For 44 years, the Tulsa Martin Luther King Parade has been one of the city’s premier events to honor the legacy of the civil rights leader. King was born on Jan. 15, 1929. He was a Baptist minister and leader of the civil rights movement, championing justice and equality from the mid-1950s until his death by assassination in 1968.
Chaired for many years by Patricia Bryant and Jackie Terry, the event has grown immensely since its inception in 1978.
“I see more people along the streets and more people in the parade every year we do this,” Bryant said in a 1997 Tulsa World article. “The community is so dedicated to this event and what Dr. King stood for. We even had some groups come from out of town to be in the parade. Word is out.”
Bryant’s granddaughter, Fallyn Alexander at Family & Children’s Services, remembers joining her grandmother and Terry each year as a young child along with other youth. Bryant recently died in 2021.
“I have so many childhood memories of being a part of the MLK Parade every year,” she said. “A couple of my favorites specifically would be being on the news sitting right next to my grandmother as she spoke about the parade honoring the great, late Dr. Martin Luther King. Another would be just watching my grandmother and Aunt Jackie organizing such a special, honorary event that has expanded more over the years.”
Each year, thousands of people take part in the parade with themed floats, music and marchers. The parade continues to grow and improve in quality and content. The Dr. Martin Luther King, Jr. Commemoration Society has supplied direct programming, leadership development, civic engagement and opportunities for artistic expression for more than 20,000 boys and girls across Tulsa, Tulsa County, and the surrounding areas. The Society has awarded $120,000 in scholarships over the past three decades to local high school graduates aspiring to achieve Dr. King’s dream.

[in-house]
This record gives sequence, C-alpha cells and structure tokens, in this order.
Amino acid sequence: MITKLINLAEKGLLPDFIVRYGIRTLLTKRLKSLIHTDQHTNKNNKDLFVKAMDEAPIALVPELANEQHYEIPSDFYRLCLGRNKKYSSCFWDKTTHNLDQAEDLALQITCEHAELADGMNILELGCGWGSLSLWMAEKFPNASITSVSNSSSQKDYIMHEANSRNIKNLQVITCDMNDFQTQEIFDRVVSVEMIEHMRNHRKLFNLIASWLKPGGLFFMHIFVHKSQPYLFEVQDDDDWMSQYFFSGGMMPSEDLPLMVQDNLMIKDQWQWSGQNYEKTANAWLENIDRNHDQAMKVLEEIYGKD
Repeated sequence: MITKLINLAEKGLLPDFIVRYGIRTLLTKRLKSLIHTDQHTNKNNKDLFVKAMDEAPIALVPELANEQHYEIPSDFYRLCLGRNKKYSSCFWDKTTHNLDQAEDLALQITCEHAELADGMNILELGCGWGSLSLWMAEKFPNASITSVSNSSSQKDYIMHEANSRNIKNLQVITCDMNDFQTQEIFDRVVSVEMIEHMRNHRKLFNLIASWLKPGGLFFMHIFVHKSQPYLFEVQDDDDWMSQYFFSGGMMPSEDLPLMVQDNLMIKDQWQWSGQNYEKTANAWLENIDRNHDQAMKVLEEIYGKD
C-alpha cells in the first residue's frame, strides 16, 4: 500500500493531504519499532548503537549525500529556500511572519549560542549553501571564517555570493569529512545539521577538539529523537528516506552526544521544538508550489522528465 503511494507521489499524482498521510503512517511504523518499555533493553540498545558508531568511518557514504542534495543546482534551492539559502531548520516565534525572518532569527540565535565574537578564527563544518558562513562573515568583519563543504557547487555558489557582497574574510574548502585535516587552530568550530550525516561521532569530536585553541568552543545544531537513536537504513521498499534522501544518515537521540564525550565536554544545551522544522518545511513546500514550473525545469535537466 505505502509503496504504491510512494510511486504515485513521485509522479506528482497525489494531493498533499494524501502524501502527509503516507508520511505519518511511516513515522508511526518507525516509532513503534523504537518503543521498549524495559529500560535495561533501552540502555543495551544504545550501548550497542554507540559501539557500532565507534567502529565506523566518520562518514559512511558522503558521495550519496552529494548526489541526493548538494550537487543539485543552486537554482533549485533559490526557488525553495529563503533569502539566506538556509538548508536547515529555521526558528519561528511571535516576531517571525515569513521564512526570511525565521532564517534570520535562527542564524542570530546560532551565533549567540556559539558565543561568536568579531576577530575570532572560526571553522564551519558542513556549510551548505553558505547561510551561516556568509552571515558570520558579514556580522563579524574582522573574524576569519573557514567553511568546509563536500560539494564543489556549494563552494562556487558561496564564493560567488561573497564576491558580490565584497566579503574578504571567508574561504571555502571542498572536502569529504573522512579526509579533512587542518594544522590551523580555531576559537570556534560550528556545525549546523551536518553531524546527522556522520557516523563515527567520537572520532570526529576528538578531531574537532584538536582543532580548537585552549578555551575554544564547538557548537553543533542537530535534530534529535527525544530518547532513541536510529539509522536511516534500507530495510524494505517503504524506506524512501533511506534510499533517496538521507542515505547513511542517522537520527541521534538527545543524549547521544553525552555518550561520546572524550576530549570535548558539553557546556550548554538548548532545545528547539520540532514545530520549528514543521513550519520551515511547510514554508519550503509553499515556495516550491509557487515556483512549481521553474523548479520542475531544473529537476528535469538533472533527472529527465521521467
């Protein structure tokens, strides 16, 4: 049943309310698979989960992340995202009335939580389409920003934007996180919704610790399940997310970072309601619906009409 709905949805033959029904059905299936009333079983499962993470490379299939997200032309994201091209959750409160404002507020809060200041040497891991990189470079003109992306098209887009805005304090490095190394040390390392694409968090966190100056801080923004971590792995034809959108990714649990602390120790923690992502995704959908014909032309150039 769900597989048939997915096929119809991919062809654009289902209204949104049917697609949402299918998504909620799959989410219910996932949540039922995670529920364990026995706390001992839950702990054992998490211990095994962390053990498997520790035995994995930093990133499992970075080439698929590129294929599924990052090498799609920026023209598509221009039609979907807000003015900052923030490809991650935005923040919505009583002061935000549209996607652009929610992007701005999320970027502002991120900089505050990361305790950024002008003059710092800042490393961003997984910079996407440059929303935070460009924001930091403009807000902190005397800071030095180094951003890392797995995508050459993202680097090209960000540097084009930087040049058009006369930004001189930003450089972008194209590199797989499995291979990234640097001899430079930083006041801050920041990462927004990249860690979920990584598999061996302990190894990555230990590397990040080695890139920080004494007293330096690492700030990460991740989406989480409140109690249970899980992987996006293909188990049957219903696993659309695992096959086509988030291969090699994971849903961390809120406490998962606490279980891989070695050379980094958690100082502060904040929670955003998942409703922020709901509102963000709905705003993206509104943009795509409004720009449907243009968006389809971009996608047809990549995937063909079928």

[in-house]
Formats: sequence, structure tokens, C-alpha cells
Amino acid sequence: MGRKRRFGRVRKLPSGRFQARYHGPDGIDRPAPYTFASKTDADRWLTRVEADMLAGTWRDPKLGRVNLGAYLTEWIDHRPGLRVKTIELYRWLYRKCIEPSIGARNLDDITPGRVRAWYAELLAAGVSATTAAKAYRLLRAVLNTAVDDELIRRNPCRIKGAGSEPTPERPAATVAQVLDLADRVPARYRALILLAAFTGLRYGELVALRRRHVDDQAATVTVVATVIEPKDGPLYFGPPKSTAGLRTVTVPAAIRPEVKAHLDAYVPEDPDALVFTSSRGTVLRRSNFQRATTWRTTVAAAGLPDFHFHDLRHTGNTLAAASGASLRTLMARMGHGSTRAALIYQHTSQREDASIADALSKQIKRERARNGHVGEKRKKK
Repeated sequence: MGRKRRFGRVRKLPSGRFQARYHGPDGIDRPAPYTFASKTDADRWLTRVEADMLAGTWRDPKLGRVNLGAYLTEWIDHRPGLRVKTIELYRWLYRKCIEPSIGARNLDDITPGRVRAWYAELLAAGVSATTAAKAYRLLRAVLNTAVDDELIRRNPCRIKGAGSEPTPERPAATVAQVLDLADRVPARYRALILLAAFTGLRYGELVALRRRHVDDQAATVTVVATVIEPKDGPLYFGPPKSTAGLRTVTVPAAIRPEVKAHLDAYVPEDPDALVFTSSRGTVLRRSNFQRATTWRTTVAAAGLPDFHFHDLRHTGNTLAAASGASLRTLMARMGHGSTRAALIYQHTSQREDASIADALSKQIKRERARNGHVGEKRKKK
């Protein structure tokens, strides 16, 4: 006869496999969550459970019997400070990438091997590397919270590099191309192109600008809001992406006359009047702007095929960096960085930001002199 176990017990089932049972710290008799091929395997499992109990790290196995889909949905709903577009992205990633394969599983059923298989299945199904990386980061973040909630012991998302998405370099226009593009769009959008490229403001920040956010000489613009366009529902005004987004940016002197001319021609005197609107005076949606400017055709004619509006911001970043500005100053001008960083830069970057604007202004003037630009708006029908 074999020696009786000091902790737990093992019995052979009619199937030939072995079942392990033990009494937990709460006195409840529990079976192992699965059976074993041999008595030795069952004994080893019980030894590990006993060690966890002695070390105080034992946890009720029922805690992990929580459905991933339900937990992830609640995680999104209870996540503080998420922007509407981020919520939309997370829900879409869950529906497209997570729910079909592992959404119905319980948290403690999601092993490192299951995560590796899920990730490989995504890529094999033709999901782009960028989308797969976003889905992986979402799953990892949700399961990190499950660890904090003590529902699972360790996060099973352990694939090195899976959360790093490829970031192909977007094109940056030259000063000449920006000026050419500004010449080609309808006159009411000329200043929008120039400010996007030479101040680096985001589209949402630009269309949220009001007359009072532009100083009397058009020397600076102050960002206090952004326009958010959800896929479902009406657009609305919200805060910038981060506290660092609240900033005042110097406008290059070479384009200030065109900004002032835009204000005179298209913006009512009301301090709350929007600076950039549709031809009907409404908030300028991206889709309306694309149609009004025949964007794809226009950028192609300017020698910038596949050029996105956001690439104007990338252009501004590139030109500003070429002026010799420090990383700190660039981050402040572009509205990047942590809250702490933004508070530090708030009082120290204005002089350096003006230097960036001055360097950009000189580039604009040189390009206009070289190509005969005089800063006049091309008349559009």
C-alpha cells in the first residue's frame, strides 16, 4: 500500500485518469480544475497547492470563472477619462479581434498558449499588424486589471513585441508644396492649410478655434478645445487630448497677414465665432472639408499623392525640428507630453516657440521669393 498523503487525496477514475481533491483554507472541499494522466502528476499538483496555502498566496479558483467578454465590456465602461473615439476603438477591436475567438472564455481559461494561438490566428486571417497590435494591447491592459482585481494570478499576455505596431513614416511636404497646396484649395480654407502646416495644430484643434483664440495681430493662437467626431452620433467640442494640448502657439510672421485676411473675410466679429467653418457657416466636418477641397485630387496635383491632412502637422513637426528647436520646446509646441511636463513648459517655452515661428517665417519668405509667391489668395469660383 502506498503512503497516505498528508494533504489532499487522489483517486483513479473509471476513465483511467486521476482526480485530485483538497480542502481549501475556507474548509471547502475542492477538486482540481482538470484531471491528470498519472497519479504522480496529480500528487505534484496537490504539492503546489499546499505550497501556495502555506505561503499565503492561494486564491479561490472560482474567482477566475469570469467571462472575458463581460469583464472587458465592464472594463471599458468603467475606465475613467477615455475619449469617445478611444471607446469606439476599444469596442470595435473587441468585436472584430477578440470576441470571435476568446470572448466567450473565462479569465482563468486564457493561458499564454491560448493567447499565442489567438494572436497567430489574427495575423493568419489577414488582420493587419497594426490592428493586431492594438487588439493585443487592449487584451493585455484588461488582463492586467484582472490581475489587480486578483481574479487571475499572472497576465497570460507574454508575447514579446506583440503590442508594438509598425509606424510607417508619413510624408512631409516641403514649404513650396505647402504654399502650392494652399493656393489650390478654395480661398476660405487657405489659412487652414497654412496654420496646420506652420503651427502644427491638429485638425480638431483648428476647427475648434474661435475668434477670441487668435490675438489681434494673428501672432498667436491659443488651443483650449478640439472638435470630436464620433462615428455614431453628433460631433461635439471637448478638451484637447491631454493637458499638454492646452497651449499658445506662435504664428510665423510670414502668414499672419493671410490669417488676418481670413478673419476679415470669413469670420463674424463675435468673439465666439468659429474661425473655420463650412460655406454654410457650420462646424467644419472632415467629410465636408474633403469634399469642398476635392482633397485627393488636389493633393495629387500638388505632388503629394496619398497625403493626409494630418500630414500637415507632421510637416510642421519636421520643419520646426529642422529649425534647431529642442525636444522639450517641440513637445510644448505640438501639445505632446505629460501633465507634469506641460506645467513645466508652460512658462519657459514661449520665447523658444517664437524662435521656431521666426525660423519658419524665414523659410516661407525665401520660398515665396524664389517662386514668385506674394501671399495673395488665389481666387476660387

Although others now coordinate the yearly event in recent years, Terry remembers its early days.
“I wasn’t a part of the parade originally, but I joined the Martin Luther King Commemoration Society, thanks to Ron Young, who was the only black finance commissioner we ever had in Tulsa,” she said. “He asked me to go to this meeting, and it would be the only time I had to go. He felt that I was in the position to give a clear picture of what celebrating the Martin Luther King Jr. Holiday was all about. It was at the meeting that I met Pat (Bryant). We became the best of friends, and we got together and started putting the parade together.”
Terry said Bryant was the parade coordinator, and she planned the events such as the MLK speech contest, the MLK community service, and the education forum.
“At one point in time, we were the largest parade in the southwest area,” she said. “So, we decided to gather support from the local companies to help us. We brought in national speakers for the community event. We had dedicated volunteers. It wouldn’t have happened if it weren’t for them. They would meet us at 5 a.m. to help with staging and get the parade started. We later established a partnership with the City of Tulsa, the Tulsa Police Department and NewsChannel 8.”
Terry said in addition to the Oklahoma Eagle, NewsChannel 8 became involved by televising the parade, which draws more viewership from the surrounding area and outside of Oklahoma. Because of their vision, Bryant received a community service award from the NAACP and other honors.
More Coverage: F&CS employees join others for commemorative parade